Show your work. How did you take the refraction into account if you do not use the refractive index of water?

As for solving the following equation,

x^2 / (x^2 + h^2) = d^2 / (d^2 + h^2)

Take the reciprocal of both sides:

[tex]\frac{x^2+h^2}{x^2}=\frac{d^2+h^2}{d^2}[/tex]

simplify:
[tex]1+h^2/x^2=1+h^2/d^2\rightarrow h/x =h/d \rightarrow x=d[/tex]

ehild
 
  • #6
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I must have done something wrong, because x can't equal d. x is less than d because of the index of refraction (in the diagram).

Here is how I got the formula:
the theta for the apparent angle of where the fish appears is I called theta apparent
the theta for the angle of where the fish ACTUALLY is I called theta water

sin theta air = sin theta apparent
tan theta air = tan theta apparent
d/h = d/h

tan theta air = sin theta air / cos theta air
sin theta air = n(water)sin theta water (because n of air is 1)
cos theta air = h / sqrt(d^2 + h^2)

n sin theta water / [h / (sqrt(d^2 + h^2)] = n sin theta water = d / (sqrt(d^2 + h^2)
sin theta water = x / sqrt(x^2 + h^2) where x = distance of ACTUAL fish, not apparent fish (d is apparent fish, so x is less than d)
therefore:

n * x / sqrt(x^2 + h^2) = d / (sqrt(d^2 + h^2)

But If solving for that gives x = d, then something is wrong. Do you know what I'm doing wrong?
 
  • #7
ehild
Homework Helper
15,478
1,854
Your equation did not contain n before. This new one is correct.

n * x / sqrt(x^2 + h^2) = d / (sqrt(d^2 + h^2)

Do the same as before. Square both sides, take the reciprocal, simplify...

ehild
 
  • #8
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sorry, I see what I did - I forgot the n in the top equation before.

so now I'm still confused as to how to solve for x...
 
  • #9
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would solving that result in x = d/n?

That is what I got. Here is how I got it:

(x^2 + h^2) / x^2n^2 = (d^2 + h^2) / d^2
1/n^2 + h^2/x^2 = 1 + h^2/d^2
1/n^2x^2 = 1/d^2
nx = d
x = d/n

Is that right? Thanks for your help on this I appreciate it by the way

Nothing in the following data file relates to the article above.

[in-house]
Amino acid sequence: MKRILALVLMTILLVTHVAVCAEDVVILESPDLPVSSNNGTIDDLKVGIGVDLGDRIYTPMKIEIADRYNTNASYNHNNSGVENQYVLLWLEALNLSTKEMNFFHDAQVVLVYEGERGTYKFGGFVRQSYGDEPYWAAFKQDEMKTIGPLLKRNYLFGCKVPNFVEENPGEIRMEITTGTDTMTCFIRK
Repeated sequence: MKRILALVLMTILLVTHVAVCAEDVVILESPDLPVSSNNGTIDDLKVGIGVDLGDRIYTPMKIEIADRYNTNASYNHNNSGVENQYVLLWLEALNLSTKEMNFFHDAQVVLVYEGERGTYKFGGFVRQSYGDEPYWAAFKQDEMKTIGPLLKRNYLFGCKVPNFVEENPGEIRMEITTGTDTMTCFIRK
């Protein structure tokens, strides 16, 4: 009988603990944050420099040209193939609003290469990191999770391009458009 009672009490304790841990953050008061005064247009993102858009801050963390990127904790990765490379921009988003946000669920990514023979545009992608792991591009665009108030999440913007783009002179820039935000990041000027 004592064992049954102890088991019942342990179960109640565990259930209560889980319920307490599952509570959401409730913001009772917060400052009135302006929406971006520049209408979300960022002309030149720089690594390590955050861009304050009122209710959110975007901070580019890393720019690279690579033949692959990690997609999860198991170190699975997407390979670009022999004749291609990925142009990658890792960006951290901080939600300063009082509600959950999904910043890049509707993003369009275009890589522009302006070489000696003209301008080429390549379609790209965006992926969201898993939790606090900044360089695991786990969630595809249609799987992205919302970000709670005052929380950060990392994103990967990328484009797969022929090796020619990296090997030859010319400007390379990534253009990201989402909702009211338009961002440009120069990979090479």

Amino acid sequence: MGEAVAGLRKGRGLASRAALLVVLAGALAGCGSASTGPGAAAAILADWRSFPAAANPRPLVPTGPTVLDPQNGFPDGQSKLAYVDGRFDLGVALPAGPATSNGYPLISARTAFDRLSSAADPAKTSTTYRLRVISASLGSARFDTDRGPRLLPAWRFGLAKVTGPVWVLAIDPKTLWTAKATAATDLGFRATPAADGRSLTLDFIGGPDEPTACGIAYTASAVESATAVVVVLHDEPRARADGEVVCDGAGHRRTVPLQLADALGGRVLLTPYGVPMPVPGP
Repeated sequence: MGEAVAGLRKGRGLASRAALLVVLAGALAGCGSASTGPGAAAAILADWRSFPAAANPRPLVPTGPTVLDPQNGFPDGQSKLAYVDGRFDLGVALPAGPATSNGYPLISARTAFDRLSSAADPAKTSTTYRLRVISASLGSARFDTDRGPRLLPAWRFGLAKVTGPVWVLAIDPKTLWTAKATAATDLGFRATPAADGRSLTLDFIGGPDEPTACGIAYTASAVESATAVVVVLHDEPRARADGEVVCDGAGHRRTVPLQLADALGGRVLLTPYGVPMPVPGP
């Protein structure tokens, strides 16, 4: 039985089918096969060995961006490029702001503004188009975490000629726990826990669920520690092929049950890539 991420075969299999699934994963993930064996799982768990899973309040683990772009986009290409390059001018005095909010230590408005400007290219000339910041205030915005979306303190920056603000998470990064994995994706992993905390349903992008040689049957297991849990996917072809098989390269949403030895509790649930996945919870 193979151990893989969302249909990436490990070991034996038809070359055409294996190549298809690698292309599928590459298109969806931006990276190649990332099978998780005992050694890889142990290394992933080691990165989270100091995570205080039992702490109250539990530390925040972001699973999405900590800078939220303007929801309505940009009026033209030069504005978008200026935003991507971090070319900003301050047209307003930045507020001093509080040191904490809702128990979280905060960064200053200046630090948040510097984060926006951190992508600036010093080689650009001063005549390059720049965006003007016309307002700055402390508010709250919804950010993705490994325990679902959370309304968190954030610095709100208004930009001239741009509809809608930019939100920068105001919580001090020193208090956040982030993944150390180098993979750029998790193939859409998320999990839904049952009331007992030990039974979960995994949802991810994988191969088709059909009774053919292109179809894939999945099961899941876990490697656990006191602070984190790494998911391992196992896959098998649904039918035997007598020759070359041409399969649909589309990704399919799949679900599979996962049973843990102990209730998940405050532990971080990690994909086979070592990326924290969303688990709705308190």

• #10
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shoot, now when I did it again, I got x/n = d, so x = nd

I think x = nd is correct...
 
  • #11
ehild
Homework Helper
15,478
1,854
1/n^2 + h^2/x^2 = 1 + h^2/d^2 - this is wrong.

You have to divide both terms in the parentheses by n^2, or it is better if you multiply the equation

(x^2 + h^2) /( x^2n^2 )= (d^2 + h^2) / d^2

with n^2, obtaining

1 + (h/x)^2= (1+( h/d^2) )n^2

ehild
 
  • #12
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ok just tried to do it again and i'm completely lost.
 
  • #13
112
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ok, i see how you got to here:

1 + (h/x)^2= (1+( h/d^2) )n^2

but not i'm still not sure how to solve for x?
 
  • #14
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when I try to solve that, I get:

x = (h^2 + d^2 + h^2n^2) / n^2
or
x = (h + d + hn) / n
 
  • #15
ehild
Homework Helper
15,478
1,854
when I try to solve that, I get:

x = (h^2 + d^2 + h^2n^2) / n^2
or
x = (h + d + hn) / n
It is not correct.

So we start from here:

[tex]1 + (h/x)^2= (1+( h/d)^2 )n^2[/tex]

(sorry, I put a parenthesis to the wrong place in my last post.)

subtract 1.

[tex](h/x)^2=(1+( h/d)^2 )n^2-1[/tex]

Take the reciprocal:

[tex](x/h)^2=\frac{1}{(1+( h/d)^2 )n^2-1}[/tex]

take the square root and multiply by h:

[tex]x=h\sqrt{\frac{1}{(1+( h/d)^2 )n^2-1}}[/tex]

Check. I might make mistakes, too.

ehild
 
  • #16
112
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I went through it a couple times and got the same thing. Thanks so much for your help!!!